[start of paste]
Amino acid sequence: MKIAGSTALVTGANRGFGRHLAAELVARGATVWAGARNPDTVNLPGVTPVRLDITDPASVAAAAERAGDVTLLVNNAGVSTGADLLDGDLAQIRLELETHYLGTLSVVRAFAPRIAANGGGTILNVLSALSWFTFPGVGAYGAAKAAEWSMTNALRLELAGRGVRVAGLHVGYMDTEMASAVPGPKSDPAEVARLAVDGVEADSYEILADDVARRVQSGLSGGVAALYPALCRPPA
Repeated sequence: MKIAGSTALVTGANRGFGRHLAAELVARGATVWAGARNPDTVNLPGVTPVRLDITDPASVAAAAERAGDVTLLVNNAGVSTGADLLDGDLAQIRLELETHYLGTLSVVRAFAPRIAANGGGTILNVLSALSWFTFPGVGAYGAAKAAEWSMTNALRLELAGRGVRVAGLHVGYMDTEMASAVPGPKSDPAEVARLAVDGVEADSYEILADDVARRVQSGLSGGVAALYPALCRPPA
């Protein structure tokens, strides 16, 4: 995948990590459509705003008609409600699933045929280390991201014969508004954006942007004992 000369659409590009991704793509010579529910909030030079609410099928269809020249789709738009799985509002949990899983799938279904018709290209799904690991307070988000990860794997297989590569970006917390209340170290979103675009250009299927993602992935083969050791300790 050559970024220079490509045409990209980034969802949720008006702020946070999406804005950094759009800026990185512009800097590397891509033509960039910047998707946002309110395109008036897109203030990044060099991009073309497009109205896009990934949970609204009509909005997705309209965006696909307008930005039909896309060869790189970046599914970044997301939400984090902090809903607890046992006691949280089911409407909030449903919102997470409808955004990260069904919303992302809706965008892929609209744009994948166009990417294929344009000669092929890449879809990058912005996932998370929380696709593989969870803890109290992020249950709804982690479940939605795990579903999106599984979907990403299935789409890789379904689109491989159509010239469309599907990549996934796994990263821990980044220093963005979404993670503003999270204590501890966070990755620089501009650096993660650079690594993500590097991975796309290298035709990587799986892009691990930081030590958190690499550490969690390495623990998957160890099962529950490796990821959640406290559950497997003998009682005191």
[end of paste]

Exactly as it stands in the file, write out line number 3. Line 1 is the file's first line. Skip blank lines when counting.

């Protein structure tokens, strides 16, 4: 995948990590459509705003008609409600699933045929280390991201014969508004954006942007004992 000369659409590009991704793509010579529910909030030079609410099928269809020249789709738009799985509002949990899983799938279904018709290209799904690991307070988000990860794997297989590569970006917390209340170290979103675009250009299927993602992935083969050791300790 050559970024220079490509045409990209980034969802949720008006702020946070999406804005950094759009800026990185512009800097590397891509033509960039910047998707946002309110395109008036897109203030990044060099991009073309497009109205896009990934949970609204009509909005997705309209965006696909307008930005039909896309060869790189970046599914970044997301939400984090902090809903607890046992006691949280089911409407909030449903919102997470409808955004990260069904919303992302809706965008892929609209744009994948166009990417294929344009000669092929890449879809990058912005996932998370929380696709593989969870803890109290992020249950709804982690479940939605795990579903999106599984979907990403299935789409890789379904689109491989159509010239469309599907990549996934796994990263821990980044220093963005979404993670503003999270204590501890966070990755620089501009650096993660650079690594993500590097991975796309290298035709990587799986892009691990930081030590958190690499550490969690390495623990998957160890099962529950490796990821959640406290559950497997003998009682005191």